arise from fear of love
and open-hearted tolerance and trust

Well screw the rule of law
we want the rule of love
enough to fight and die to keep it coming
if that sounds like confusion
brother think again
we know exactly what we chose
Each one lost
is everyone's loss you see
each one lost is a vital part of you and me

The term "ramp ceremony" has, since about 2005 and during the wars in Iraq and Afghanistan, come to have a particular meaning - that of a solemn memorial ceremony for a coalition soldier killed in a war zone. The ceremony usually takes place at an airfield near or in a war zone, where an airplane is usually waiting nearby to take the soldier's remains to his or her home country.[20] A ramp ceremony is not an actual funeral; the funeral is usually conducted in the deceased's home country.

Ramp ceremony inspires new Cockburn song
By BRIAN SHYPULA, Staff Reporter

Bruce Cockburn wrote the angry anthem "If I Had a Rocket Launcher" in the early '80s after visiting Guatemalan refugee camps in Mexico that had been attacked by Guatemalan military helicopters.

The emotion of a ramp ceremony for two Canadian soldiers killed in Afghanistan in September also inspired a song from the social and political activist-performer. It will be on his new album next year, but he's already performing it on his current tour, which stops in Stratford this Saturday.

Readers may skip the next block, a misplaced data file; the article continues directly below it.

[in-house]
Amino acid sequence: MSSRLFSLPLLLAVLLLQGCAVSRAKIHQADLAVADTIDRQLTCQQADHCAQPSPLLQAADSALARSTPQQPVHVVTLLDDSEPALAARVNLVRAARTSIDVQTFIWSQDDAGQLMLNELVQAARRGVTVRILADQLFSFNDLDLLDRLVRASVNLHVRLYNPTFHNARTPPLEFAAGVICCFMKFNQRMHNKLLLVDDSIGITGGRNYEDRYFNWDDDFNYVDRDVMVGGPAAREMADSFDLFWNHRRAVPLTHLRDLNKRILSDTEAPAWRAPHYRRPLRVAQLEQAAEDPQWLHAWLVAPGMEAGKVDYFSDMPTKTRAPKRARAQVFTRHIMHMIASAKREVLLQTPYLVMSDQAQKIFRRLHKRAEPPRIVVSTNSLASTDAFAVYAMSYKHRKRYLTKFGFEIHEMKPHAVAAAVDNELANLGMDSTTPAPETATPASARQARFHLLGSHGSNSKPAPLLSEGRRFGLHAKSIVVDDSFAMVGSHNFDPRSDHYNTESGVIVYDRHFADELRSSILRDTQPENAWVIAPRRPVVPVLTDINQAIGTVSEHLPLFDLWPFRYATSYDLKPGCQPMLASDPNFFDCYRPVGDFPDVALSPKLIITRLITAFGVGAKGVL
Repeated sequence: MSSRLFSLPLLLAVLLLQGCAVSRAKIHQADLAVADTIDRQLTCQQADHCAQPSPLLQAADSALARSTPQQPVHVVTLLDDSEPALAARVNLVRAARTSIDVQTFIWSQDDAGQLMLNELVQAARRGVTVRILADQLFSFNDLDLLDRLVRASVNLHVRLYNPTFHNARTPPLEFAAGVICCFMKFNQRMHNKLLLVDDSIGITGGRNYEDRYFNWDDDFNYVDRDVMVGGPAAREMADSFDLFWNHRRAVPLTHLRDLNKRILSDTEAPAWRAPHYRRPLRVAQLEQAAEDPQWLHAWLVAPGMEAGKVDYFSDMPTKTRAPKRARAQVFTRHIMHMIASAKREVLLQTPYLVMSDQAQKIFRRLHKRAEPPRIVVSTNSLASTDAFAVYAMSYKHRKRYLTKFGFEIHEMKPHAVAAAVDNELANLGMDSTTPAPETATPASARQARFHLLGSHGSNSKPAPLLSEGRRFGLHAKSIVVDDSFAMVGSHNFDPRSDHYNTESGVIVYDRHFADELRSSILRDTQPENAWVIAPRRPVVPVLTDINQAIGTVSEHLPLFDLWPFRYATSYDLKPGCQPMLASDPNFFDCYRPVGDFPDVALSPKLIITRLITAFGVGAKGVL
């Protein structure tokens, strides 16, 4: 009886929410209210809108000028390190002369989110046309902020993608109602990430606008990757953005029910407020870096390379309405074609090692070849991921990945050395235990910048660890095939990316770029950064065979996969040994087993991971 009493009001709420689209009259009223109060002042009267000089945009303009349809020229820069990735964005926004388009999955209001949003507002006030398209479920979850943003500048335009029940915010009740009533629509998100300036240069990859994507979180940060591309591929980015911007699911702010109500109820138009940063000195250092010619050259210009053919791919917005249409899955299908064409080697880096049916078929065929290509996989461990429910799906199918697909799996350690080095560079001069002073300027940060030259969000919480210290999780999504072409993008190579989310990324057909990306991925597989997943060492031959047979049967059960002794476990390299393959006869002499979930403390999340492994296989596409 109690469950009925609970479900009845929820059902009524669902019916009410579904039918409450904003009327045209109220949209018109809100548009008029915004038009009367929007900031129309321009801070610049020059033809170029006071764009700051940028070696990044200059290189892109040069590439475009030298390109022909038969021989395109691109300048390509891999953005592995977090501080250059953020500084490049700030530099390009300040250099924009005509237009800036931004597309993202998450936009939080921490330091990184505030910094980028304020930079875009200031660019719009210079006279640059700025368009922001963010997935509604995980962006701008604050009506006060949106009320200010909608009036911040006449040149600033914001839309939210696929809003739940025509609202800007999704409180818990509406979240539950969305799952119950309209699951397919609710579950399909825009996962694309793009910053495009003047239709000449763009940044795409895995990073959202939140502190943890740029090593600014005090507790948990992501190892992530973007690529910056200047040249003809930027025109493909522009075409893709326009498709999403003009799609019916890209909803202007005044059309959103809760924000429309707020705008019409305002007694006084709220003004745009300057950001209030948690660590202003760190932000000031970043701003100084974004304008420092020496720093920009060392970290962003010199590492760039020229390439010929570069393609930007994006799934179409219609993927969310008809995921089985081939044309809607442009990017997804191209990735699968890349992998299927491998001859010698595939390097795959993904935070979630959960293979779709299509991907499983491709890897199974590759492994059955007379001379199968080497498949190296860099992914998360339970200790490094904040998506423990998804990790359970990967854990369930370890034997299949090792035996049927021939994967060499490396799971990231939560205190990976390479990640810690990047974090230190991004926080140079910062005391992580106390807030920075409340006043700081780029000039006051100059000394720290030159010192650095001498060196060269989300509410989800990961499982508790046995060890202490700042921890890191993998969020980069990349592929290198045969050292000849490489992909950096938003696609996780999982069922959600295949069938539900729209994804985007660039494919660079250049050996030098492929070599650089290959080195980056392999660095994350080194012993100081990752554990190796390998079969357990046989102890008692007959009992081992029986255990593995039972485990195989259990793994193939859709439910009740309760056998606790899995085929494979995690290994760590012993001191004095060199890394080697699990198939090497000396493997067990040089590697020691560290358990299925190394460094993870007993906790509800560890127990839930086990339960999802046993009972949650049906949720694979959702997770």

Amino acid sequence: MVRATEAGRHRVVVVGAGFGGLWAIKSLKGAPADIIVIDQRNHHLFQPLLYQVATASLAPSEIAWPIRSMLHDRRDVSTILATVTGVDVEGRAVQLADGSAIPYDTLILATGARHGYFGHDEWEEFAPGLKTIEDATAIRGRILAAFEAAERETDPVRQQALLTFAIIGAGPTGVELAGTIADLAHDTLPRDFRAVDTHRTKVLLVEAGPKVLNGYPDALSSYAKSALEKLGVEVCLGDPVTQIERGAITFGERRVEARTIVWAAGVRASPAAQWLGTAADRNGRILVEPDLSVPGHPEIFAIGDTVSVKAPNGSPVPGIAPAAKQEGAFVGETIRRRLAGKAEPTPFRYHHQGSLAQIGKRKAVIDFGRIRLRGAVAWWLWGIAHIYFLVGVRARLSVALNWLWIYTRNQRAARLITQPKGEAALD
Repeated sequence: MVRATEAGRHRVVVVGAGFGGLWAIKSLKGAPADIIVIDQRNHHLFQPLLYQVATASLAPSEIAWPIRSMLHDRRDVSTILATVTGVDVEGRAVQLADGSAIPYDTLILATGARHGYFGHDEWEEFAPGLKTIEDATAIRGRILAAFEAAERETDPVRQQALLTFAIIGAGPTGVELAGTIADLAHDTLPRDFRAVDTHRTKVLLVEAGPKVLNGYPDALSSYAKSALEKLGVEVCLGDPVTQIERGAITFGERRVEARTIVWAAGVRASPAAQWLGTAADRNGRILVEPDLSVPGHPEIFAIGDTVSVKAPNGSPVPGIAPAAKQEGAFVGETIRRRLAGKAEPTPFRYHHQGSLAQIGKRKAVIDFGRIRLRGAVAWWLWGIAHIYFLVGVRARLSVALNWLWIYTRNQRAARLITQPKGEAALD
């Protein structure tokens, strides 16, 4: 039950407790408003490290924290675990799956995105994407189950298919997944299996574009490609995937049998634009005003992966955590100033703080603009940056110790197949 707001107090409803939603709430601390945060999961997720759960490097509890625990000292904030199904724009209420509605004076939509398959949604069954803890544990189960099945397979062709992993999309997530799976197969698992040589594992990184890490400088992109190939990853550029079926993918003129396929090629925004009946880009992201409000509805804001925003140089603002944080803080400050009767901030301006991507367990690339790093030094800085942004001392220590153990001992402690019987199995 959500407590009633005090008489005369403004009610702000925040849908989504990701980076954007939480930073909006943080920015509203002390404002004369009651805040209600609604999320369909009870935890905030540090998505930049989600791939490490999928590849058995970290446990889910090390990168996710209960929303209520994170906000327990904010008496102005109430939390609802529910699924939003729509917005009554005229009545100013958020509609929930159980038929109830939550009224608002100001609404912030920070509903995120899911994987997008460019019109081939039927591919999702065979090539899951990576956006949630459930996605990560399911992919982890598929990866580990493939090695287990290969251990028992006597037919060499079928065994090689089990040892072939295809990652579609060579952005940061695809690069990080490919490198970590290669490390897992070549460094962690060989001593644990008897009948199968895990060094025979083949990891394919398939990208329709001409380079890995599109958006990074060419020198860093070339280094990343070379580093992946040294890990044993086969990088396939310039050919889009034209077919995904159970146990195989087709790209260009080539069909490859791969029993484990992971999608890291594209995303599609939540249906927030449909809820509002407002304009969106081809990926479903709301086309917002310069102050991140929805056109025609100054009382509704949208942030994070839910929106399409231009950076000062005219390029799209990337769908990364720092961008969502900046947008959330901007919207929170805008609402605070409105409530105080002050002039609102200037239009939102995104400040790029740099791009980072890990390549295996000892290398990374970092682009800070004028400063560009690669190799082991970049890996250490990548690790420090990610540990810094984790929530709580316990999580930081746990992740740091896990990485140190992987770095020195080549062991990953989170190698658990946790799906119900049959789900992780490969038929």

The 64-year-old was part of the Team Canada delegation that visited and performed for Canadian troops at Kandahar two months ago. At the stopover at a Canadian Forces base en route, the team members found themselves on the tarmac as the coffins of two Canadian soldiers killed in Afghanistan were being off-loaded from a flight from Kandahar. The delegation, which included Gov. Gen. Michaelle Jean, joined the ramp ceremony.

"It was a very sombre and beautiful and sad ceremony, very touching," Mr. Cockburn said in a recent phone interview.

The peace activist, who supports Canada's mission in Afghanistan, spoke about his experiences in the war zone.

Joining Team Canada gave him the chance to see first-hand what his younger brother, Capt. John Cockburn, a doctor in the Canadian Forces at the hospital at Kandahar airfield, has told him about Afghanistan.

"We went outside the wire and did some of the forward operating bases," he said. "Before doing that we got a really revolting first-aid briefing on what to do in the event of an attack and someone getting injured."

They were shown graphic photos of wounds and given briefings on IEDs (improvised explosive devices) from the soldiers whose job it is to defuse the roadside bombs.

Mr. Cockburn said Team Canada was given the "official" word on Canada's mission, but the members were free to speak to the soldiers, something he really enjoyed and that helped him form his opinion.

The soldiers' morale is high, and their message is "very clear" that they don't want to pull out of Afghanistan before their job is done, he said.

"There was absolutely no griping."